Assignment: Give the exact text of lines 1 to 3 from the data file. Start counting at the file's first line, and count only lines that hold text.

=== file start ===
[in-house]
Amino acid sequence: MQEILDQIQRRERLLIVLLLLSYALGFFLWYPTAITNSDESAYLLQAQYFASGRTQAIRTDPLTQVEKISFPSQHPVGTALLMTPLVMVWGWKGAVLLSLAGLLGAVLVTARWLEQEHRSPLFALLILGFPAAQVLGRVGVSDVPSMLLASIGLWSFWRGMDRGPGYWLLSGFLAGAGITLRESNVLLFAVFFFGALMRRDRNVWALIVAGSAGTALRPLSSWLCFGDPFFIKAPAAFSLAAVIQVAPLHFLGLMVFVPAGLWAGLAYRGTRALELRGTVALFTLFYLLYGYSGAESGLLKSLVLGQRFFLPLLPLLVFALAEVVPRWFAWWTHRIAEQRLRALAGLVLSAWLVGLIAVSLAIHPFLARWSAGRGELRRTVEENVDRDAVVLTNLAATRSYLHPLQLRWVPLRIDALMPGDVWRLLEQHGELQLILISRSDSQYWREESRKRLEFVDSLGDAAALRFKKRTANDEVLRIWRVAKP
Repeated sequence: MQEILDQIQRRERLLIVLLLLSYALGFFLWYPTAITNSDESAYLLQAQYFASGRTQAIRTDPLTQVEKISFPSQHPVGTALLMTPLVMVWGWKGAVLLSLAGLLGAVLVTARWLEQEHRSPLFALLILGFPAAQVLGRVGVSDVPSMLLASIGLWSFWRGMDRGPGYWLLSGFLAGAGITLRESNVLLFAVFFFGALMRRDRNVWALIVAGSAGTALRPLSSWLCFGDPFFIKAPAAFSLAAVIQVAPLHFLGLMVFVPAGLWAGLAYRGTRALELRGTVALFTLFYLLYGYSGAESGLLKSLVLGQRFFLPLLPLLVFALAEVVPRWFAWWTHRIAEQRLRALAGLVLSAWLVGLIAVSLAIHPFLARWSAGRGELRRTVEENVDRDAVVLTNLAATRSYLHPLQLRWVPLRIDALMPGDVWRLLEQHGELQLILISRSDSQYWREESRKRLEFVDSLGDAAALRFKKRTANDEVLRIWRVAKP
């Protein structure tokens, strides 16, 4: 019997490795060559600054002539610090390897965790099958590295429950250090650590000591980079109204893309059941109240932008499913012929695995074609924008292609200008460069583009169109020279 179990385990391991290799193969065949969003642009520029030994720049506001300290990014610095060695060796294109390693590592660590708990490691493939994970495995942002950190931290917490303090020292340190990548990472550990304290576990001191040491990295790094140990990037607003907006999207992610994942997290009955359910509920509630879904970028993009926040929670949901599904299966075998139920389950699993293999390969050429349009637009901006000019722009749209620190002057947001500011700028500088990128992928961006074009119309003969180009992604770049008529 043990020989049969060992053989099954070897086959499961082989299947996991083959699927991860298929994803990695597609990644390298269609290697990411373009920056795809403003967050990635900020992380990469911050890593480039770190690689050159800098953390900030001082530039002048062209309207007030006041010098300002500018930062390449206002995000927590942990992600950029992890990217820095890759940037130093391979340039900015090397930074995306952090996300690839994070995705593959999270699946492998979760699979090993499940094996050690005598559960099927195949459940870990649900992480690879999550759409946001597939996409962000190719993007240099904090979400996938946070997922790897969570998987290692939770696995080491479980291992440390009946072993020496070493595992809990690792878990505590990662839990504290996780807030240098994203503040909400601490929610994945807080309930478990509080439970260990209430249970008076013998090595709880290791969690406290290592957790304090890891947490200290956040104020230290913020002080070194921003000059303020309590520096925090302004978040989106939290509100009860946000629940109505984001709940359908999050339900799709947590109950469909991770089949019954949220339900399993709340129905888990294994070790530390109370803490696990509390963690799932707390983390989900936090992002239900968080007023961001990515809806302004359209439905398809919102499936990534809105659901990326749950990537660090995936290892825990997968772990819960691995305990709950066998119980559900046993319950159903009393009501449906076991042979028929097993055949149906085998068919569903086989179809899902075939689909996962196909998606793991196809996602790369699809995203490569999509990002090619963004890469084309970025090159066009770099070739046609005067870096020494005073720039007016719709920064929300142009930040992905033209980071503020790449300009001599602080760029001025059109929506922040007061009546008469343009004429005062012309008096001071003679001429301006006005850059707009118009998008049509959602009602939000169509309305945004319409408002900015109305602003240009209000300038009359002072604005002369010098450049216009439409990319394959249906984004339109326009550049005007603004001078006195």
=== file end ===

[in-house]
Amino acid sequence: MQEILDQIQRRERLLIVLLLLSYALGFFLWYPTAITNSDESAYLLQAQYFASGRTQAIRTDPLTQVEKISFPSQHPVGTALLMTPLVMVWGWKGAVLLSLAGLLGAVLVTARWLEQEHRSPLFALLILGFPAAQVLGRVGVSDVPSMLLASIGLWSFWRGMDRGPGYWLLSGFLAGAGITLRESNVLLFAVFFFGALMRRDRNVWALIVAGSAGTALRPLSSWLCFGDPFFIKAPAAFSLAAVIQVAPLHFLGLMVFVPAGLWAGLAYRGTRALELRGTVALFTLFYLLYGYSGAESGLLKSLVLGQRFFLPLLPLLVFALAEVVPRWFAWWTHRIAEQRLRALAGLVLSAWLVGLIAVSLAIHPFLARWSAGRGELRRTVEENVDRDAVVLTNLAATRSYLHPLQLRWVPLRIDALMPGDVWRLLEQHGELQLILISRSDSQYWREESRKRLEFVDSLGDAAALRFKKRTANDEVLRIWRVAKP
Repeated sequence: MQEILDQIQRRERLLIVLLLLSYALGFFLWYPTAITNSDESAYLLQAQYFASGRTQAIRTDPLTQVEKISFPSQHPVGTALLMTPLVMVWGWKGAVLLSLAGLLGAVLVTARWLEQEHRSPLFALLILGFPAAQVLGRVGVSDVPSMLLASIGLWSFWRGMDRGPGYWLLSGFLAGAGITLRESNVLLFAVFFFGALMRRDRNVWALIVAGSAGTALRPLSSWLCFGDPFFIKAPAAFSLAAVIQVAPLHFLGLMVFVPAGLWAGLAYRGTRALELRGTVALFTLFYLLYGYSGAESGLLKSLVLGQRFFLPLLPLLVFALAEVVPRWFAWWTHRIAEQRLRALAGLVLSAWLVGLIAVSLAIHPFLARWSAGRGELRRTVEENVDRDAVVLTNLAATRSYLHPLQLRWVPLRIDALMPGDVWRLLEQHGELQLILISRSDSQYWREESRKRLEFVDSLGDAAALRFKKRTANDEVLRIWRVAKP